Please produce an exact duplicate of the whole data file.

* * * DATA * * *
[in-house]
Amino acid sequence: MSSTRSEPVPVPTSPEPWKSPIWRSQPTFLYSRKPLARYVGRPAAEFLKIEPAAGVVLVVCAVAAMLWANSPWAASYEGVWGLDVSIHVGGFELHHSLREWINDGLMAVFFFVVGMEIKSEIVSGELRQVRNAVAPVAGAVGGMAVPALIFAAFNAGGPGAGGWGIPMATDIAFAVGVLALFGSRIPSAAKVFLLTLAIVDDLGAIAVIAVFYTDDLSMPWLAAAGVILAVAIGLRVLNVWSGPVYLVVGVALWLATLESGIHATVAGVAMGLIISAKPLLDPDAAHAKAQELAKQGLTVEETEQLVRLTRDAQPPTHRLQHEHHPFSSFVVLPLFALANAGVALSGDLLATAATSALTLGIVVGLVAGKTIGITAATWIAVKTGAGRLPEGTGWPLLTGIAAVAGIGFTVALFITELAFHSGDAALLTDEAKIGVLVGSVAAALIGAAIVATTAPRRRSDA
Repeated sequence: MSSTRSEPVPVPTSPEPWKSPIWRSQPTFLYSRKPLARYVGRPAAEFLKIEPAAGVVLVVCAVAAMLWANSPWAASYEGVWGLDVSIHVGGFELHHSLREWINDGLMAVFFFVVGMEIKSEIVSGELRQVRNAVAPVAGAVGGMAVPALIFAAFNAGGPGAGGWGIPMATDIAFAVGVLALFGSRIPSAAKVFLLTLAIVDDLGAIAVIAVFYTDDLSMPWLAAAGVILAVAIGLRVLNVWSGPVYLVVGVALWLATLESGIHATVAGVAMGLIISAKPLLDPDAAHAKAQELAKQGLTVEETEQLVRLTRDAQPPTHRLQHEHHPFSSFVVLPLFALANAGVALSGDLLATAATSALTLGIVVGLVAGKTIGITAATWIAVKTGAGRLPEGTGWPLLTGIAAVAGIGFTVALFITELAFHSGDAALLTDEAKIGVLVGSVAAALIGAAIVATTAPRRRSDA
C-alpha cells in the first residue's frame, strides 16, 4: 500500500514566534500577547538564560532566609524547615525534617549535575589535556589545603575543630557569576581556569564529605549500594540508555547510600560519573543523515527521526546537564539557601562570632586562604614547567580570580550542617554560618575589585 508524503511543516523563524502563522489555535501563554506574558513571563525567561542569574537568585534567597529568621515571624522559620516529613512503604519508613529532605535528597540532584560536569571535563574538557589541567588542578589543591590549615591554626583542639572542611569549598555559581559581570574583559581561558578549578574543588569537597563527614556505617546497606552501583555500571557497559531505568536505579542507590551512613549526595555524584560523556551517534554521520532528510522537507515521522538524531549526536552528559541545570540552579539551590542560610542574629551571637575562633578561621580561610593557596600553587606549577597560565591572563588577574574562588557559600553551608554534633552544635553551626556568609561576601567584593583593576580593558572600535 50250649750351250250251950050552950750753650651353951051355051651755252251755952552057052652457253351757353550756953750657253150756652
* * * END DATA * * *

[in-house]
Amino acid sequence: MSSTRSEPVPVPTSPEPWKSPIWRSQPTFLYSRKPLARYVGRPAAEFLKIEPAAGVVLVVCAVAAMLWANSPWAASYEGVWGLDVSIHVGGFELHHSLREWINDGLMAVFFFVVGMEIKSEIVSGELRQVRNAVAPVAGAVGGMAVPALIFAAFNAGGPGAGGWGIPMATDIAFAVGVLALFGSRIPSAAKVFLLTLAIVDDLGAIAVIAVFYTDDLSMPWLAAAGVILAVAIGLRVLNVWSGPVYLVVGVALWLATLESGIHATVAGVAMGLIISAKPLLDPDAAHAKAQELAKQGLTVEETEQLVRLTRDAQPPTHRLQHEHHPFSSFVVLPLFALANAGVALSGDLLATAATSALTLGIVVGLVAGKTIGITAATWIAVKTGAGRLPEGTGWPLLTGIAAVAGIGFTVALFITELAFHSGDAALLTDEAKIGVLVGSVAAALIGAAIVATTAPRRRSDA
Repeated sequence: MSSTRSEPVPVPTSPEPWKSPIWRSQPTFLYSRKPLARYVGRPAAEFLKIEPAAGVVLVVCAVAAMLWANSPWAASYEGVWGLDVSIHVGGFELHHSLREWINDGLMAVFFFVVGMEIKSEIVSGELRQVRNAVAPVAGAVGGMAVPALIFAAFNAGGPGAGGWGIPMATDIAFAVGVLALFGSRIPSAAKVFLLTLAIVDDLGAIAVIAVFYTDDLSMPWLAAAGVILAVAIGLRVLNVWSGPVYLVVGVALWLATLESGIHATVAGVAMGLIISAKPLLDPDAAHAKAQELAKQGLTVEETEQLVRLTRDAQPPTHRLQHEHHPFSSFVVLPLFALANAGVALSGDLLATAATSALTLGIVVGLVAGKTIGITAATWIAVKTGAGRLPEGTGWPLLTGIAAVAGIGFTVALFITELAFHSGDAALLTDEAKIGVLVGSVAAALIGAAIVATTAPRRRSDA
C-alpha cells in the first residue's frame, strides 16, 4: 500500500514566534500577547538564560532566609524547615525534617549535575589535556589545603575543630557569576581556569564529605549500594540508555547510600560519573543523515527521526546537564539557601562570632586562604614547567580570580550542617554560618575589585 508524503511543516523563524502563522489555535501563554506574558513571563525567561542569574537568585534567597529568621515571624522559620516529613512503604519508613529532605535528597540532584560536569571535563574538557589541567588542578589543591590549615591554626583542639572542611569549598555559581559581570574583559581561558578549578574543588569537597563527614556505617546497606552501583555500571557497559531505568536505579542507590551512613549526595555524584560523556551517534554521520532528510522537507515521522538524531549526536552528559541545570540552579539551590542560610542574629551571637575562633578561621580561610593557596600553587606549577597560565591572563588577574574562588557559600553551608554534633552544635553551626556568609561576601567584593583593576580593558572600535 50250649750351250250251950050552950750753650651353951051355051651755252251755952552057052652457253351757353550756953750657253150756652